Please welcome Recruit Blake. His class is now halfway through our Academy, a point where the intensity level has reached a peak.
Hi, my name is recruit Blake. I’m honored to have the opportunity to give you a glimpse into the internal workings of the 2016-2 combined regional academy.
Some readers might wonder what it’s like to be in the law enforcement field when there is so much controversy surrounding how we do our jobs. Maybe you’re wondering what we think, when we see high profile celebrities and athletes mocking us and making disrespectful comments directed at peace officers.
First, people have freedom of speech. This is a freedom that law enforcement is sworn to protect, uphold and honor. Second, we let our actions speak louder than their words by continuing to perform our jobs in a professional manner. We protect the rights of individuals to speak out in a negative manner towards peace officers. We provide them with the same quality service that we provide to individuals who express support for law enforcement. A few poor examples of police officers are not representative of law enforcement as a whole. In the Academy, we consistently talk about how we can positively impact our communities while continuing to enforce and uphold the laws.
I am originally from Chambersburg, Pennsylvania. I attended Shippensburg University and received a Bachelor of Arts degree in Psychology in 2014. I also had the privilege of competing on the track and field team as a javelin thrower. Therefore, I’m proficient at chucking spears. Before moving to Colorado to join the Lakewood Police Department, I worked as a counselor for a company that was contracted by law enforcement and child protective services. I assisted officers with various tasks. Throughout the process, I realized I would rather be on the front lines enforcing the law and protecting the public. I am extremely grateful to be here and am honored to have this opportunity to serve the city and people of Lakewood.
Why did I choose the Lakewood Police department, as it is 1,590 miles from “home?” Last year I drove through the Denver metro area while on a cross country trip with my brother and immediately had a desire to move here. I googled police departments that were hiring in the Denver metro area and it so happened that Lakewood was. After doing some extensive reading about the city and the police department, I decided to apply. Following a visit to the city for a week I knew this was definitely where I wanted to work. I have nothing but respect for the Lakewood Police Department, as they were extremely professional throughout the hiring process.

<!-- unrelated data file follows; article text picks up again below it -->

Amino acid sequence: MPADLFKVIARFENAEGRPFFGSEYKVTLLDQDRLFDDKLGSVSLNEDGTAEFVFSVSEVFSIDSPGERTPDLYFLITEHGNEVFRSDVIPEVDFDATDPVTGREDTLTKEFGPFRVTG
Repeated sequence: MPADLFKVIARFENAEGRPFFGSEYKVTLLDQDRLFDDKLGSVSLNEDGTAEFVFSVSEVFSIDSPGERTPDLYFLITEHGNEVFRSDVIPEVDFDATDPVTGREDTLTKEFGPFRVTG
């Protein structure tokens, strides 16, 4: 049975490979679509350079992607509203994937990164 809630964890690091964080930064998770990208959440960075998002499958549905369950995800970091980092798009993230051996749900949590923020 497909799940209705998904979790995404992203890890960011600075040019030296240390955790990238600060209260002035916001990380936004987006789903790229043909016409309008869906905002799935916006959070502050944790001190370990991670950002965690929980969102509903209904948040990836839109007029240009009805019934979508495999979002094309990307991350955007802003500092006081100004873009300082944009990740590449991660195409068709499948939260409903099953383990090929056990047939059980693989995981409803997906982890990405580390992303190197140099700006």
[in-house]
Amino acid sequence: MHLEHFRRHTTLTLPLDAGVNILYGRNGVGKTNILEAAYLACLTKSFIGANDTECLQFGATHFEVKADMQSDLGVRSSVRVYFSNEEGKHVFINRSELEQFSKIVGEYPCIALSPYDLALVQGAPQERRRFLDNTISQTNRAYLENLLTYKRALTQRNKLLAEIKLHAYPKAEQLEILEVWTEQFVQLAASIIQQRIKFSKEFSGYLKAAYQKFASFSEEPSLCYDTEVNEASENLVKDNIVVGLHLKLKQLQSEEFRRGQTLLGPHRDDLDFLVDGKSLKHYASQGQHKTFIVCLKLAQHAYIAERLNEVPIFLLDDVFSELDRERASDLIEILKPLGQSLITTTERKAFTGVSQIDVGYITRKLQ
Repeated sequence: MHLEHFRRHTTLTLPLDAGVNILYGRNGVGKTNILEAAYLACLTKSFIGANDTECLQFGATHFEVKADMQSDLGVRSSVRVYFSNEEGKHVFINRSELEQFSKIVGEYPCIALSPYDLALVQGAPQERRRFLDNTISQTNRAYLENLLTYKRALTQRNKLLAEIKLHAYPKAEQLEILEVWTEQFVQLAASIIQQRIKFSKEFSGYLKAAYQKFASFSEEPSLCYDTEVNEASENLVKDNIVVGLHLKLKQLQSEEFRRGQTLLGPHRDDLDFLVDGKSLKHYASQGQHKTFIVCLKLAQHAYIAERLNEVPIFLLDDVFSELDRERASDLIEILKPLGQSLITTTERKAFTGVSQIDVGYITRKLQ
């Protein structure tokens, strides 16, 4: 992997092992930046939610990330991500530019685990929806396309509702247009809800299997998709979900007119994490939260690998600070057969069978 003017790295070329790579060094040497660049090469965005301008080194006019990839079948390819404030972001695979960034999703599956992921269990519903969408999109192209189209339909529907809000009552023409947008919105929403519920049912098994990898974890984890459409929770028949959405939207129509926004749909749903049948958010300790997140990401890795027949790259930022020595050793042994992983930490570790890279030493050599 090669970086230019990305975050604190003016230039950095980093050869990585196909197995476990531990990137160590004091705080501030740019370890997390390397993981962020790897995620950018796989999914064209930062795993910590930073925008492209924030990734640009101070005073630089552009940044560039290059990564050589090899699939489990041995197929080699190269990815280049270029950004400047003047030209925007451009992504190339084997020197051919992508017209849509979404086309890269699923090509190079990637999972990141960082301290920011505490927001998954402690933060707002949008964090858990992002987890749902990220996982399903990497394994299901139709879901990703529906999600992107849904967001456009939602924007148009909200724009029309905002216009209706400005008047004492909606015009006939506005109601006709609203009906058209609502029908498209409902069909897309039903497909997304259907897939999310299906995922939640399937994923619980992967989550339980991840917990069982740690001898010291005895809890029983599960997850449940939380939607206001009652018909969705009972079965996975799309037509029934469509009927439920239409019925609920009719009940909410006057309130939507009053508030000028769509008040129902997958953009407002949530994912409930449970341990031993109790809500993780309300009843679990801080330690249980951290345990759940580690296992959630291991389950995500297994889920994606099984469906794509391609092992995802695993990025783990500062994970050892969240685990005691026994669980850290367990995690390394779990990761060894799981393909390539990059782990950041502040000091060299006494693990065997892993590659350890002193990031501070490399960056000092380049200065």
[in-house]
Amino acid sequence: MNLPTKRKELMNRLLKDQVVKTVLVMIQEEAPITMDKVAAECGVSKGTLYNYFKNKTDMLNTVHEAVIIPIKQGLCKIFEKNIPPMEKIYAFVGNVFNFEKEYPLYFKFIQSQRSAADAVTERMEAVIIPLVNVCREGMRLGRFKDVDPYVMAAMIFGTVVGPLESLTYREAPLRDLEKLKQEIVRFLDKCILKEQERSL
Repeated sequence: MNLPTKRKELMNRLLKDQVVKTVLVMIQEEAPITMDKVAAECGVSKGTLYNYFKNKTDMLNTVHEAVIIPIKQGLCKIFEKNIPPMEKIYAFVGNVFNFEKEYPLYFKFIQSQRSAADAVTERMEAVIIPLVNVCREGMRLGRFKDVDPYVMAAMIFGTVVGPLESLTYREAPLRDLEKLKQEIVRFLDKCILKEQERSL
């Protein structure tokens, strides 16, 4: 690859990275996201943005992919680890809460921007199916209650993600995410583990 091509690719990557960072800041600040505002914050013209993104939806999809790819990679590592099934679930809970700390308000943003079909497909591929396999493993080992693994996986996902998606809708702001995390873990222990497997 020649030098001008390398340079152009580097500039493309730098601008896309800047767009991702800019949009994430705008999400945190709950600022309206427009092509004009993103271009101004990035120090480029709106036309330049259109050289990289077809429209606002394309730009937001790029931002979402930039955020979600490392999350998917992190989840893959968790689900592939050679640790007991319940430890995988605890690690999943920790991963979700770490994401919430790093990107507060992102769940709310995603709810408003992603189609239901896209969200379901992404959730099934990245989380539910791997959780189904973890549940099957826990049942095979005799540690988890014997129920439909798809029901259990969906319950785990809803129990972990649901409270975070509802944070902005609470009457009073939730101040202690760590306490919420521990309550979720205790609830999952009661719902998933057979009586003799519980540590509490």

Let’s talk academy life. We are currently half-way through the academy! At this point, we are in the middle of Skills, which consists primarily of firearms training and arrest control techniques. We spend 8 hours at the range each week and 8 hours on the wrestling mats learning the arrest control curriculum. I think this is Agent Beers favorite time of the academy, as he has the opportunity to demonstrate on us how the arrest control skills are applied. I might add, most of the movements inflict various levels of discomfort, appropriate for deescalating situations, encouraging people resisting arrest that continuing to fight would be fruitless.
Speaking of discomfort, all of us had a “shocking experience” last week when we were afforded the opportunity to be tazed. In order to be certified to carry the Taser, the academy requires that we experience a 5 second “ride” on the Taser or, as Metallica might say, we got to “ride the lightning.” We take a Taser hit so that we, as peace officers, know the amount of incapacitation we are inflicting on individuals when we utilize the Taser.
Although we are primarily focusing on building and honing skills, the other aspects of the academy are still in full swing. We continue to take exams every Monday and are currently being tested on Article 9 of the Criminal Code, which consists of public peace and order, cruelty to animals, and offenses involving communications. In addition to being tested every Monday, we must maintain a clean and pressed uniform. Most of our evenings are spent cleaning our firearms, shining boots, pressing uniform pants, studying, icing shoulders, taking the maximum daily dose of Ibuprofen, and occasionally eating dinner. In addition to our 8 hours of arrest control classes each week, we continue to participate in the high intensity cross-fit workouts. Needless to say, ice and Ibuprofen have become some of our closest companions.
In a sentence; I’m pumped to serve.